Accordingly, much of the anti-Israel movement on campus continues to reject the “two-states for two peoples” solution, which would lead to the creation of a Palestinian state alongside the Jewish state of Israel as part of a mutually negotiated final status peace agreement. Instead, they often advocate for one democratic state in the region for all people regardless of religion or ethnicity—but one that rejects Zionism and the legitimacy of a Jewish state. A minority of anti-Israel advocates go even further and call for some Jewish Israelis to leave the country altogether. In tandem, activists often deny that the Jewish people are indigenous to the land of Israel (just as Palestinians are also indigenous).
Continuing a historic trend, in 2020-2021 a segment of campus anti-Israel groups and activists engaged in rhetoric that incorporated antisemitic tropes, including those related to alleged Jewish power and control over the media or political affairs. While major anti-Israel groups state their opposition to antisemitism on their websites, they repeatedly appear unaware, ambivalent or defiant when their own rhetoric about Israel and Zionism becomes offensive or plays into antisemitic themes. More often, they deny that it is even possible for anti-Israel or anti-Zionist rhetoric to be antisemitic. While only a minority of anti-Israel activity on campus explicitly references antisemitic tropes, the large volume of anti-Israel activity ensures many Jewish students will encounter bigotry.
In addition to the use of antisemitic tropes and themes, anti-Israel rhetoric can become antisemitic when opposition to Zionism turns into the active maligning, exclusion and denigration of Zionism and Zionists. During the 2020-2021 academic year such a pattern was evident, in particular during the May 2021 Israel-Hamas conflagration. Viewing Zionists as inherently nefarious and undeserving of certain rights can lead to many Jewish students feeling isolated and under siege. Moreover, the vitriol aimed at Jews who support Israel’s existence is rarely matched with energy targeting non-Jews, most of whom also recognize and support Israel’s existence.
Criticism and debate over the policies of the State of Israel—like criticism of any country—is part of a healthy campus ecosystem. The First Amendment protects the right to boycott, as well as to engage in harsh and divisive rhetoric. Yet, students and faculty of all political stripes can do their best to engage in healthy and respectful dialogue.
MAIN CAMPUS ANTI-ISRAEL GROUPS
Students for Justice in Palestine (SJP) is the most active anti-Israel group on campus in the United States, consisting of a network of approximately 180 chapters across the country mostly concentrated in the Northeast, Midwest and California (20 or so chapters are based in Canada). The group organizes lectures and rallies; disseminates propaganda via its social media accounts and campus newspapers; organizes anti-Israel BDS resolutions and petitions on campuses and more. A significant segment of SJP’s rhetoric is combative and inflammatory, and some incorporates antisemitic tropes. Historically, SJP’s trademark controversial actions have included constructing mock “apartheid walls” and distributing fake “eviction notices” across campuses in attempt to mimic Israeli actions toward Palestinians, though these tactics have essentially been abandoned during the pandemic.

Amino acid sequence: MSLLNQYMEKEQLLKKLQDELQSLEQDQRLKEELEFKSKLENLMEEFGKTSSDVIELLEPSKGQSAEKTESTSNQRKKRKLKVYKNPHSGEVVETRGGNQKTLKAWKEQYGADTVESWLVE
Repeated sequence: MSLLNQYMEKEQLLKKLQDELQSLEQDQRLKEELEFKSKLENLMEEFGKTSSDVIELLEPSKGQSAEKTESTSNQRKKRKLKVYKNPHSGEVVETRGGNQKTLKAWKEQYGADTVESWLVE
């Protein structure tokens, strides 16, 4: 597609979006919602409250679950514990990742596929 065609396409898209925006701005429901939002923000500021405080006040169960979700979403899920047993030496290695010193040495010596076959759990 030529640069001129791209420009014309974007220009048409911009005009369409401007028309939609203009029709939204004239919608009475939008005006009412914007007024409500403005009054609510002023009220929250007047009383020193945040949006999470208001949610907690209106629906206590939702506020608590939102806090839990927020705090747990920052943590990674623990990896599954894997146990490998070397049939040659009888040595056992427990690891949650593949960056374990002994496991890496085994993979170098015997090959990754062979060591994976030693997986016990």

In 2020, the umbrella National SJP made concerted efforts at greater cohesion and organizing. In public announcements, the group expressed its desire for individual chapters to coordinate to a greater degree in pursuit of their strategic goals. It is unclear to what extent this has occurred.
Jewish Voice for Peace (JVP) is a radical anti-Israel activist group whose campus chapters work closely with SJP in organizing some of the activities outlined above. JVP strenuously advocates for a Jewish future and a Judaism in which Zionism has been eradicated. They view it as unacceptable that fellow Jews identify with Zionism, which they see as racist and a form of “Jewish supremacy.” Such an approach dovetails with SJP’s extreme anti-normalization views, and campus JVP chapters often partner with the group on a variety of initiatives. Several of the more radical members of JVP espouse rhetoric that peddles antisemitic tropes including language about inherent Zionist greed or nefarious control over political developments. Like SJP, the group ignores the full range of Zionist identities and often equates the mildest expressions of support for Israel with the furthest fringes of hardline Zionist expansionism. JVP activists often claim to be the voice of or represent the Jewish community during campus hearings on anti-Israel resolutions.
The Palestinian Youth Movement (PYM), a likeminded Palestinian nationalist activist group overwhelmingly composed of younger people, also has a considerable presence on campus and often organizes and partners with SJP and JVP. The group is strident in its rejection of a two-state solution under any circumstances and often engages in inflammatory rhetoric.
American Muslims for Palestine (AMP) is a Chicago-based anti-Israel and anti-Zionist activist organization that works both in the general community and on college campuses. Established in 2005 by University of California, Berkeley, lecturer (and current AMP National Chairman) Hatem Bazian, AMP has seven chapters across the country. Some of the group’s activism includes policy-focused pro-Palestine work, including organizing in support of Rep. Betty McCollum’s HR 2590, which would limit how Israel can spend American aid. However, left unchecked is a pattern of rhetoric from some of the group’s top leadership that promotes the denigration of Zionists and classic antisemitic tropes including those related to the role of Jews in politics.